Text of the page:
Campus & Community

This month in Harvard history

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March 6, 1965 — Around noon before the Harvard-Yale swimming meet, a portrait of H. Choteau Dyer ’57 (painted by Peter Cook) is unveiled in the Indoor Athletic Building (now the Malkin Athletic Center). A gift of Dyer’s parents, the painting commemorates the 1957 varsity swimming captain who died of leukemia in London in August 1961. Timothy Jecko, Yale’s 1958 swimming captain, provided the frame. Dyer’s former House Master, John Finley, performs the unveiling in the presence of Dyer’s former coach, Harold S. Ulen.

March 10, 1968 — Before a full house at Sanders Theatre, Ford Foundation President McGeorge Bundy — former Dean of the Faculty of Arts and Sciences, and former adviser to the Kennedy and Johnson administrations — debates U.S. Vietnam policy with Government Professor Stanley Hoffmann. Moderating is John K. Fairbank, the Francis Lee Higginson Professor of History. Bundy is in town to deliver the three 1968 Godkin Lectures, which will bring him back to Sanders on the following evening.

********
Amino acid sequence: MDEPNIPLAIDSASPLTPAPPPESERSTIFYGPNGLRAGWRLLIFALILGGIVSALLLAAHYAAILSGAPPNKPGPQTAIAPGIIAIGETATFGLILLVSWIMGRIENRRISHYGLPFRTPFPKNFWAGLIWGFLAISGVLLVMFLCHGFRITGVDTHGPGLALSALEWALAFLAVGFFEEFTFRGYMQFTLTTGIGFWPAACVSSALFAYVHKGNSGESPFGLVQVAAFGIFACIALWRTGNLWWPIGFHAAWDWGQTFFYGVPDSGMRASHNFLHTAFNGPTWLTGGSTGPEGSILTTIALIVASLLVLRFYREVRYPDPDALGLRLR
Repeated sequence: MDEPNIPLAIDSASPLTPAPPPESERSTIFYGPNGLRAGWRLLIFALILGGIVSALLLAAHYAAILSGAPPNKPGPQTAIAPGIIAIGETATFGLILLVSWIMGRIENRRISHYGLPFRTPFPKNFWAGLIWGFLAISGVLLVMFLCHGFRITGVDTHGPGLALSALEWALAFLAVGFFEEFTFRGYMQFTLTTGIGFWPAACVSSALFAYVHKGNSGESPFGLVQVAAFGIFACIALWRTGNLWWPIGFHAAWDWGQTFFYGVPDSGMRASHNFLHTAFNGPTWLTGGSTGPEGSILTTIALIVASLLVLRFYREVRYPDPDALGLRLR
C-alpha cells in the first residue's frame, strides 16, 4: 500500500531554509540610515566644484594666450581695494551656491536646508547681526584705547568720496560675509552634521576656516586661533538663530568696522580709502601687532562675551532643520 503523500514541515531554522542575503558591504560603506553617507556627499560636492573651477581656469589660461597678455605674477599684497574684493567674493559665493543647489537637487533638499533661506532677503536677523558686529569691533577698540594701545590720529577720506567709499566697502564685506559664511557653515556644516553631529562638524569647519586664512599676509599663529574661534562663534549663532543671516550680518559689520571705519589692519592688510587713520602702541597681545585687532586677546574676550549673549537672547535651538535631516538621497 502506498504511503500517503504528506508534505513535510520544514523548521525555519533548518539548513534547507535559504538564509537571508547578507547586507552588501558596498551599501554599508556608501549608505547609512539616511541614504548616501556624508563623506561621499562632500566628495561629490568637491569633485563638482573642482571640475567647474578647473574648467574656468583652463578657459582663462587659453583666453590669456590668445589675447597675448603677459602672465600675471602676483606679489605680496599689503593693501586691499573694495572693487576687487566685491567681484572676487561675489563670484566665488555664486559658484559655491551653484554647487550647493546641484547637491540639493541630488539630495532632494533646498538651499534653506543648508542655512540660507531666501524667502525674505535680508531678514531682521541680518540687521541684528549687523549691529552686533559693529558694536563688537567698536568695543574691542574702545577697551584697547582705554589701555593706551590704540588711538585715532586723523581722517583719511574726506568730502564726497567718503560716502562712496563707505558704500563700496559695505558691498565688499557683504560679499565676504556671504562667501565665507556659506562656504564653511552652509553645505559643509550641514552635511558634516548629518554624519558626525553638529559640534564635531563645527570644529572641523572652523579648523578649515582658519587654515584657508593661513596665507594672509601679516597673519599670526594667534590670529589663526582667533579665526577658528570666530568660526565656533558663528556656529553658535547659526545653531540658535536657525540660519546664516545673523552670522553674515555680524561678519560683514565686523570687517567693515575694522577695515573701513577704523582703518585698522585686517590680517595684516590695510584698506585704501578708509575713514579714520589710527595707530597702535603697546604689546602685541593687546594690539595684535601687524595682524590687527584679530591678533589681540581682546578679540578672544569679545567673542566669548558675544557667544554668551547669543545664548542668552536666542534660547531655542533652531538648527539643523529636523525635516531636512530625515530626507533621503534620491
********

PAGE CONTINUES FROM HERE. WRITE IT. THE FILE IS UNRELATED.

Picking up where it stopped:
April 1861 — A student chronicler at the Divinity School describes responses to the start of the U.S. Civil War: “The patriotism of some of the students was beyond all computation; several being ready to bear arms, they were stationed a few hours a day as guards at the Cambridge Arsenal. It being a rather ‘dull business’ the ardor of some was cooled down almost to the state of desertion. The country was safer than they knew. [. . .] Quite a number, however, of the school from the first opposed the war spirit, and retained their anti-war principles throughout the year.”

April 1910 — The Andover-Harvard Theological Library formally comes into existence. Owen S. Gates, former Librarian of the Andover Theological Seminary, becomes the first librarian of the combined collections.

From the Harvard Historical Calendar, a database compiled by Marvin Hightower